Ukrainian separatist leader wounded in car bombing

Igor Plotnitsky, the leader of pro-Russian rebels in the Luhansk region.
(Associated Press)

A pro-Russia leader of Ukraine’s breakaway region of Luhansk was wounded Saturday in a car bombing that supporters called an assassination attempt.

Igor Plotnitsky, a burly, bull-necked warlord who has been at the helm of the unrecognized Luhansk People’s Republic in eastern Ukraine since 2014, was hospitalized after a bomb explosion, separatist authorities said in a statement.

The Luhansk Information Center, a separatist-run news agency, posted photos and video footage of Plotnitsky’s black SUV severely damaged by the explosion in central Luhansk. It said Plotnitsky’s condition was “stable.”

But separatist official Oleg Tsaryov tweeted that Plotnitsky “has been hospitalized in a grave condition,” and a source in the hospital told the Interfax news agency that Plotnitsky’s liver and spleen were badly damaged.


Separatist authorities immediately accused Ukrainian intelligence of organizing the attack.

Those behind the assassination attempt were “controlled by intelligence from Western nations,” one of the militant officers, Maj. Andrey Marochko, told the Luhansk Information Center.

Plotnitsky himself accused the U.S. of acting to “roil” Ukraine.

“I am alive and healthy,” he said in an audio address posted on his website late Saturday. “The war is not over, and behind the Ukrainian government are the intelligence services of the U.S., those who try to roil the situation in Ukraine and in the world in general.”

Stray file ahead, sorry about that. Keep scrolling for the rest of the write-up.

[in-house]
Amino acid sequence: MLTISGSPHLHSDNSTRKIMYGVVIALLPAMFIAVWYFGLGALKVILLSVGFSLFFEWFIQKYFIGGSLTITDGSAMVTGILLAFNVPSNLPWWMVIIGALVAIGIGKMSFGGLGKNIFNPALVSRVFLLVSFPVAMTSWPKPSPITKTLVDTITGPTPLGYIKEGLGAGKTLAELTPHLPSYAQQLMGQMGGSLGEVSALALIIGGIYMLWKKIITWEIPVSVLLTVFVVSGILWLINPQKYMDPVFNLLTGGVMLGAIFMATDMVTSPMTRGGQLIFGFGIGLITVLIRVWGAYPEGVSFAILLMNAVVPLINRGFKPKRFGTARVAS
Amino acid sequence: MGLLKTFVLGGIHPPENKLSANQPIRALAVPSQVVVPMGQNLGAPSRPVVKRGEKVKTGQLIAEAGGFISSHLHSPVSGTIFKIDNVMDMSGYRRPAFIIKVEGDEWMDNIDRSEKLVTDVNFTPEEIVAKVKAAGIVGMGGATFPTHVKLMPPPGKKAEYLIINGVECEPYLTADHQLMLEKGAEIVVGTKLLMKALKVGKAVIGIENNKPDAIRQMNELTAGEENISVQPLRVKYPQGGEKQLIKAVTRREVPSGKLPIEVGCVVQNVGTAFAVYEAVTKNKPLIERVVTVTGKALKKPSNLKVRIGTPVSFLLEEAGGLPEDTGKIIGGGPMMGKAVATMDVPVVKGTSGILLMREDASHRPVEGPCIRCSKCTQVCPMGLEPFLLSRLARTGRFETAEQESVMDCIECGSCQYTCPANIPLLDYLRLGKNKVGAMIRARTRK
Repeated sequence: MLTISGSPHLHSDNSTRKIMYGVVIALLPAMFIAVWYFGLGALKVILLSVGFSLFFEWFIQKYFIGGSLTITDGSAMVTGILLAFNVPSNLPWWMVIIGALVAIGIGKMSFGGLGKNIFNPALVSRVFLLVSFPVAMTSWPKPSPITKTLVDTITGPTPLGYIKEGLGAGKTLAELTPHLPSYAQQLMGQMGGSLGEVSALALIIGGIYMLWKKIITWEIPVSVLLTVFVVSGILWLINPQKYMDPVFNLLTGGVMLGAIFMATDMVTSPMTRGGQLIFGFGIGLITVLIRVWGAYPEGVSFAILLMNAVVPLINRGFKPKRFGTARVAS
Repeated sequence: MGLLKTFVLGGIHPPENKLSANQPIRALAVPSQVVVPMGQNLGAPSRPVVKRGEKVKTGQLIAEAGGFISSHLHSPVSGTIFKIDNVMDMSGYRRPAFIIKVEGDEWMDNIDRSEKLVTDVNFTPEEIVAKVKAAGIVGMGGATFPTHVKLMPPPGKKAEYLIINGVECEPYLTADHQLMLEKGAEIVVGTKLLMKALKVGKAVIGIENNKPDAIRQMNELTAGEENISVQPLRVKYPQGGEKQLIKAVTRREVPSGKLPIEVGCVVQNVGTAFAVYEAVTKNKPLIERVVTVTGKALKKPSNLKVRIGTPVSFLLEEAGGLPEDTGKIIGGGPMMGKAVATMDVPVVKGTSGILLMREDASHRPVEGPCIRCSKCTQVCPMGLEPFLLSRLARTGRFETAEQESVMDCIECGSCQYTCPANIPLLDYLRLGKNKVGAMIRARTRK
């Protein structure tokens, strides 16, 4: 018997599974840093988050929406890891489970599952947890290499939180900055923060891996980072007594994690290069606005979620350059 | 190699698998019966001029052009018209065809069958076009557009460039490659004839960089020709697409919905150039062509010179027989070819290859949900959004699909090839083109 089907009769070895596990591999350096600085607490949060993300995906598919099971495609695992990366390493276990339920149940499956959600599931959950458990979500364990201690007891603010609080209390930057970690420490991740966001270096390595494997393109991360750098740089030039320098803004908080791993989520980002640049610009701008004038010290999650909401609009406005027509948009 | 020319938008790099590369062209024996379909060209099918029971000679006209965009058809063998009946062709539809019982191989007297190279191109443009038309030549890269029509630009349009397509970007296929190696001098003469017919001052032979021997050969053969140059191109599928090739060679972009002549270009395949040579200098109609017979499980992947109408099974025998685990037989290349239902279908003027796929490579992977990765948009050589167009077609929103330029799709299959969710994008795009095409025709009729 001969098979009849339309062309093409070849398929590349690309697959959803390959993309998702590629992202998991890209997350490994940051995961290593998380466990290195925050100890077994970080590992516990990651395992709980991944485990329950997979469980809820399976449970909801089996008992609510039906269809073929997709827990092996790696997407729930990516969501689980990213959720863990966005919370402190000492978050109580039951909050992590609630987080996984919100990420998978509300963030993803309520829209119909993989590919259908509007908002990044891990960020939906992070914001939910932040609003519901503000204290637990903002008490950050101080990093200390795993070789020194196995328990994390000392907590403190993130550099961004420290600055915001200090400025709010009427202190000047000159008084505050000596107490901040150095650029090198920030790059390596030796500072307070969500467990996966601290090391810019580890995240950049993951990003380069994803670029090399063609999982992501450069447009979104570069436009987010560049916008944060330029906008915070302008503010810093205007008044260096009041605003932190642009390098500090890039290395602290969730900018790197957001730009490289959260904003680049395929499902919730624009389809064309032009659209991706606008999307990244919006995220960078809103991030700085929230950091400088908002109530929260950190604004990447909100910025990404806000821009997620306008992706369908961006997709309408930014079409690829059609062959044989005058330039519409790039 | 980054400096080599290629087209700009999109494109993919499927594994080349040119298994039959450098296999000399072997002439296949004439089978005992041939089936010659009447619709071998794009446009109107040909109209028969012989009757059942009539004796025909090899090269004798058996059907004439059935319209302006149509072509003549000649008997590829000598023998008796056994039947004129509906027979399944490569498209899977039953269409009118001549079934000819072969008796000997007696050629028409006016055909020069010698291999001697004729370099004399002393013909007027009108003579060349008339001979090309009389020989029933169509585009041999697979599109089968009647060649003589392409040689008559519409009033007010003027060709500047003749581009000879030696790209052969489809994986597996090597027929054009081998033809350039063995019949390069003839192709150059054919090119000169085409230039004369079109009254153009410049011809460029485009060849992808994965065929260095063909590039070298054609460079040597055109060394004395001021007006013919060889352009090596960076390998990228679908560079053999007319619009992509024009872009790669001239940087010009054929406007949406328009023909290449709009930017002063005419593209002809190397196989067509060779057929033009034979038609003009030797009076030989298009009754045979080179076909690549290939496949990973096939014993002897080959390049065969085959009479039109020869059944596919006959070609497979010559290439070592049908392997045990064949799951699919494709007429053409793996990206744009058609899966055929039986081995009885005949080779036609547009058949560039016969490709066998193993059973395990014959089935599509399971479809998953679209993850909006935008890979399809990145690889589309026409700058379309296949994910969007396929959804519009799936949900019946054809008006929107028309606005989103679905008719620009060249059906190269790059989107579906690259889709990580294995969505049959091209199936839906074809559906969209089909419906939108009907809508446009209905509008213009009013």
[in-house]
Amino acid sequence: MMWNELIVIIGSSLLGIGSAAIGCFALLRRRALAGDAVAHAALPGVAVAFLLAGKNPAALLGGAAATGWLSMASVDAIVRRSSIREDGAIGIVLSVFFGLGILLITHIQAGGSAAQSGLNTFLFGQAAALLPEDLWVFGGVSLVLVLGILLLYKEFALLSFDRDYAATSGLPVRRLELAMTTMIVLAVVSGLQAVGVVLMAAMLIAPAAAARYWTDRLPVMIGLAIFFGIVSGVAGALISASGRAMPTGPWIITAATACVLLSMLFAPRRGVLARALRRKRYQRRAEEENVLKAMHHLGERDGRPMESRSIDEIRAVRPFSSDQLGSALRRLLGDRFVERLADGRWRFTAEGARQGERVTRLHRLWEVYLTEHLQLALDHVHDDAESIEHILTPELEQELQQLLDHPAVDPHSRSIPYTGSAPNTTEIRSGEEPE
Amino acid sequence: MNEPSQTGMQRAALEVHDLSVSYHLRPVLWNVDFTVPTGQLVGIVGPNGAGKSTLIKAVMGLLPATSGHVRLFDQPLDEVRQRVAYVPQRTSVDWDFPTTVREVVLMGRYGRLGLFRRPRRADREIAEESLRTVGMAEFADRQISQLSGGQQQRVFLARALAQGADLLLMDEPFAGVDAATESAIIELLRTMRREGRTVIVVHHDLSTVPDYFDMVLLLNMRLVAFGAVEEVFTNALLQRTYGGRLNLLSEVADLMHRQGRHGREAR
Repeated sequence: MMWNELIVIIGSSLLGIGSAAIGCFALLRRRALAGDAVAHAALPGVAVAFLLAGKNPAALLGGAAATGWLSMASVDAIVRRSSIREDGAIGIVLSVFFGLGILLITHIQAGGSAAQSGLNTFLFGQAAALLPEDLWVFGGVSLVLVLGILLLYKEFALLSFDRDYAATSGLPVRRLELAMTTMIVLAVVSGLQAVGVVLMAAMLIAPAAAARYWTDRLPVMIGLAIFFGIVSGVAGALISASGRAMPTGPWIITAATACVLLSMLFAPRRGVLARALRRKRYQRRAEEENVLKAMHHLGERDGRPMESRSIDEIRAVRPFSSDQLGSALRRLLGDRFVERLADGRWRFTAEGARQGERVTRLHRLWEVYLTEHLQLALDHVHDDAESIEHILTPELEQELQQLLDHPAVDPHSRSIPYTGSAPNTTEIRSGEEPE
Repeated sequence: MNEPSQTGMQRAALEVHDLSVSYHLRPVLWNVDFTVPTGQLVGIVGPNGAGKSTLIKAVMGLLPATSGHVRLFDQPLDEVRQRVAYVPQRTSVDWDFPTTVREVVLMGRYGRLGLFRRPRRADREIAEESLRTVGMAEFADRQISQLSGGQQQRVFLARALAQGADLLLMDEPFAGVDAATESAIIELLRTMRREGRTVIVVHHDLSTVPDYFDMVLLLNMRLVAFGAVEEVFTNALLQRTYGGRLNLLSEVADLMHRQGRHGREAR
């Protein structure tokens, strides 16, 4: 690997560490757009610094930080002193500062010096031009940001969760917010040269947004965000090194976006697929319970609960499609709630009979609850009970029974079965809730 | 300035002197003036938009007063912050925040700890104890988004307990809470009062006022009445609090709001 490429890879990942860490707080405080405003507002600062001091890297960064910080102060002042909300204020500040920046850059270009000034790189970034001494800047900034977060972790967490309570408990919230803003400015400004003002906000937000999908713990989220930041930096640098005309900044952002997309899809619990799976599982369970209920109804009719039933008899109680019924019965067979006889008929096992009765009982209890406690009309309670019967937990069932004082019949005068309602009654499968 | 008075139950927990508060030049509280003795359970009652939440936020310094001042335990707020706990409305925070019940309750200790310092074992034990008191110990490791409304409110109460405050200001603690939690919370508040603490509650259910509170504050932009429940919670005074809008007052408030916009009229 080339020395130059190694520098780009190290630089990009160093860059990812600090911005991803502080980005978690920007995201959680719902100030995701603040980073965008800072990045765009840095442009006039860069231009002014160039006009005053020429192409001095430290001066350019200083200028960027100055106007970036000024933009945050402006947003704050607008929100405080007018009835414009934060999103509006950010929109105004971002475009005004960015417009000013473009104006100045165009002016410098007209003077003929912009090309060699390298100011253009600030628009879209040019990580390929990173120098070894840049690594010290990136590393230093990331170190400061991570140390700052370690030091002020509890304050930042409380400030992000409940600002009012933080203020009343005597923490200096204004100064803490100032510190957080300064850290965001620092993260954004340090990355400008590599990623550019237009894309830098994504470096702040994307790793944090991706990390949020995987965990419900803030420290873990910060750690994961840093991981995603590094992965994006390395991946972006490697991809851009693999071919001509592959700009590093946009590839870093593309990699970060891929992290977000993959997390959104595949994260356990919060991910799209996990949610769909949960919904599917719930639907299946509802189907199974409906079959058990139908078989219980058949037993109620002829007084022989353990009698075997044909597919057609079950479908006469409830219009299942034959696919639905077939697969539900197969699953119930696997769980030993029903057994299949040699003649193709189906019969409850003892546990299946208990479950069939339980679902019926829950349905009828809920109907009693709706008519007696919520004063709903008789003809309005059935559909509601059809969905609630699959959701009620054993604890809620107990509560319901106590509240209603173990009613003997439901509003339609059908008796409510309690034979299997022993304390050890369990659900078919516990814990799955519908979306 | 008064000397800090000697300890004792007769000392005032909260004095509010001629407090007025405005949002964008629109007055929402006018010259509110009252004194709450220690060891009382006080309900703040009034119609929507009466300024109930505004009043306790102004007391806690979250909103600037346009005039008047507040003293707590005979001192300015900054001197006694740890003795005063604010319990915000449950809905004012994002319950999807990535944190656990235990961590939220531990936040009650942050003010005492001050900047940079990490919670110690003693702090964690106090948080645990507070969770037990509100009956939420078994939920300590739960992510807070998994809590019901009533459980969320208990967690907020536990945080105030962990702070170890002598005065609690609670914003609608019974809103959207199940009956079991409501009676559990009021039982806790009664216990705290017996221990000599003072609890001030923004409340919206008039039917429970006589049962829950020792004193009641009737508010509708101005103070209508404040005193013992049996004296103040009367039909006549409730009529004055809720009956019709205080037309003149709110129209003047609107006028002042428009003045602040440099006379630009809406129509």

He said that Russian President Vladimir Putin has already been briefed about “the sidekicks of Ukrainian and U.S. special services” who allegedly operate in Luhansk.

Ukrainian authorities rejected the claims.

The assassination allegations “lack logic and won’t solve anything,” government spokesman Alexander Motuzyanik said in televised remarks.

Plotnitsky, 52, has accused Jews of seizing power in Ukraine after a pro-Western popular revolt deposed a pro-Russia president in 2014. He challenged the president’s successor, Petro Poroshenko, to a duel.

Plotnitsky came to power in the tiny Luhansk region months after it broke away from the central government in Kiev in April 2014.

The separatist war in Luhansk and in the neighboring Donetsk region has claimed almost 10,000 lives and displaced more than a million people.

The separatists accused the central government in Kiev of suppressing the rights of ethnic Russians and Russian speakers, and declared independence after two hastily organized referendums.

They initially hoped that Russia would annex Donetsk and Luhansk the way it absorbed Crimea just months earlier, but the Russian government said the fight for independence was Ukraine’s “domestic” problem and denied sending troops and weapons to the separatists.

Shortly after declaring independence, Luhansk split into several warring enclaves that were controlled by Cossacks, far-right nationalists and other pro-Russia forces.

Plotnitsky consolidated control by removing and exiling his opponents whose supporters accused him of trying to assassinate them.

Two of Plotnitsky’s main rivals were killed last year in car explosions. Plotnitsky’s advisor was gunned down in April.

Plotnitsky participated in the development of the 2015 Minsk peace accord that significantly decreased the hostilities in eastern Ukraine. But in recent weeks, the fighting intensified, resulting in dozens of deaths and almost daily shelling.

Mirovalev is a special correspondent.


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3:35 p.m.: This story was updated with a statement from Plotnitsky.

1:50 p.m.: This story was updated throughout with staff material.

This was originally published at 11:40 a.m.